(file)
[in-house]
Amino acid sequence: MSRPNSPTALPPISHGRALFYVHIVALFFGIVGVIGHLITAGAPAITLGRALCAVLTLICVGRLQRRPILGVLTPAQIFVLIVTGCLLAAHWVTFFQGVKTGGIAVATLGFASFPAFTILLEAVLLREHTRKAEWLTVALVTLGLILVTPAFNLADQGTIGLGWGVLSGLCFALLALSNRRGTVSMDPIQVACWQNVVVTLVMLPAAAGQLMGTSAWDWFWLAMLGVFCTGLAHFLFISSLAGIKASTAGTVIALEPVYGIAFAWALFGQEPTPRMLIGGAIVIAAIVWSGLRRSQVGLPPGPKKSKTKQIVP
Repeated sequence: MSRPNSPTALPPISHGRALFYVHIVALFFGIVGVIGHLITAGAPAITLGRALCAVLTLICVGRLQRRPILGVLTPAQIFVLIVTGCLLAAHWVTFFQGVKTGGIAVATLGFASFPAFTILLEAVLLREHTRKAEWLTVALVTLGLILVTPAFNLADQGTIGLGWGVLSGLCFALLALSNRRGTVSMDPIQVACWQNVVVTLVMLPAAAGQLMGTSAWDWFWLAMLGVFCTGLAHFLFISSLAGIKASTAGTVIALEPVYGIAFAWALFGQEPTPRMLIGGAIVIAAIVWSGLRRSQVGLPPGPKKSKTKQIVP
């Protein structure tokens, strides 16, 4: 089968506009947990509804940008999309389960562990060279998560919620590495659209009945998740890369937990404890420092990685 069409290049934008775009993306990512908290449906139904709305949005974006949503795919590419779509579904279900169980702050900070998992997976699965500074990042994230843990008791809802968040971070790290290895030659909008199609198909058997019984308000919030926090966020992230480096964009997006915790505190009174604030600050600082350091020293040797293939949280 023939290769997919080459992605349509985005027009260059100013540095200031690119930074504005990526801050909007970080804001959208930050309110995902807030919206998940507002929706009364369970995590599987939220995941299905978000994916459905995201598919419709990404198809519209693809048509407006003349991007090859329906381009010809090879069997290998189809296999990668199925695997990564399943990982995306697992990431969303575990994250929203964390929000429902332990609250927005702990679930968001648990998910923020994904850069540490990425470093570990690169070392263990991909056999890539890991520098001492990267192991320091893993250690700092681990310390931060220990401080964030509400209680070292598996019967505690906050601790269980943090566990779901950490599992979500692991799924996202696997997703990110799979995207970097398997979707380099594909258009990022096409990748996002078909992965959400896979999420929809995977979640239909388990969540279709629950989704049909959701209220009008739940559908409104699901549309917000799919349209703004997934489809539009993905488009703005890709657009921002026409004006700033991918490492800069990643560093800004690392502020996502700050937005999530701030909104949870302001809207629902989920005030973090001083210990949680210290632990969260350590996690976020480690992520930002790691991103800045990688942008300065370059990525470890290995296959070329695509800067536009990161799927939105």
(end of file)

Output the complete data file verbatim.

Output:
[in-house]
Amino acid sequence: MSRPNSPTALPPISHGRALFYVHIVALFFGIVGVIGHLITAGAPAITLGRALCAVLTLICVGRLQRRPILGVLTPAQIFVLIVTGCLLAAHWVTFFQGVKTGGIAVATLGFASFPAFTILLEAVLLREHTRKAEWLTVALVTLGLILVTPAFNLADQGTIGLGWGVLSGLCFALLALSNRRGTVSMDPIQVACWQNVVVTLVMLPAAAGQLMGTSAWDWFWLAMLGVFCTGLAHFLFISSLAGIKASTAGTVIALEPVYGIAFAWALFGQEPTPRMLIGGAIVIAAIVWSGLRRSQVGLPPGPKKSKTKQIVP
Repeated sequence: MSRPNSPTALPPISHGRALFYVHIVALFFGIVGVIGHLITAGAPAITLGRALCAVLTLICVGRLQRRPILGVLTPAQIFVLIVTGCLLAAHWVTFFQGVKTGGIAVATLGFASFPAFTILLEAVLLREHTRKAEWLTVALVTLGLILVTPAFNLADQGTIGLGWGVLSGLCFALLALSNRRGTVSMDPIQVACWQNVVVTLVMLPAAAGQLMGTSAWDWFWLAMLGVFCTGLAHFLFISSLAGIKASTAGTVIALEPVYGIAFAWALFGQEPTPRMLIGGAIVIAAIVWSGLRRSQVGLPPGPKKSKTKQIVP
């Protein structure tokens, strides 16, 4: 089968506009947990509804940008999309389960562990060279998560919620590495659209009945998740890369937990404890420092990685 069409290049934008775009993306990512908290449906139904709305949005974006949503795919590419779509579904279900169980702050900070998992997976699965500074990042994230843990008791809802968040971070790290290895030659909008199609198909058997019984308000919030926090966020992230480096964009997006915790505190009174604030600050600082350091020293040797293939949280 023939290769997919080459992605349509985005027009260059100013540095200031690119930074504005990526801050909007970080804001959208930050309110995902807030919206998940507002929706009364369970995590599987939220995941299905978000994916459905995201598919419709990404198809519209693809048509407006003349991007090859329906381009010809090879069997290998189809296999990668199925695997990564399943990982995306697992990431969303575990994250929203964390929000429902332990609250927005702990679930968001648990998910923020994904850069540490990425470093570990690169070392263990991909056999890539890991520098001492990267192991320091893993250690700092681990310390931060220990401080964030509400209680070292598996019967505690906050601790269980943090566990779901950490599992979500692991799924996202696997997703990110799979995207970097398997979707380099594909258009990022096409990748996002078909992965959400896979999420929809995977979640239909388990969540279709629950989704049909959701209220009008739940559908409104699901549309917000799919349209703004997934489809539009993905488009703005890709657009921002026409004006700033991918490492800069990643560093800004690392502020996502700050937005999530701030909104949870302001809207629902989920005030973090001083210990949680210290632990969260350590996690976020480690992520930002790691991103800045990688942008300065370059990525470890290995296959070329695509800067536009990161799927939105």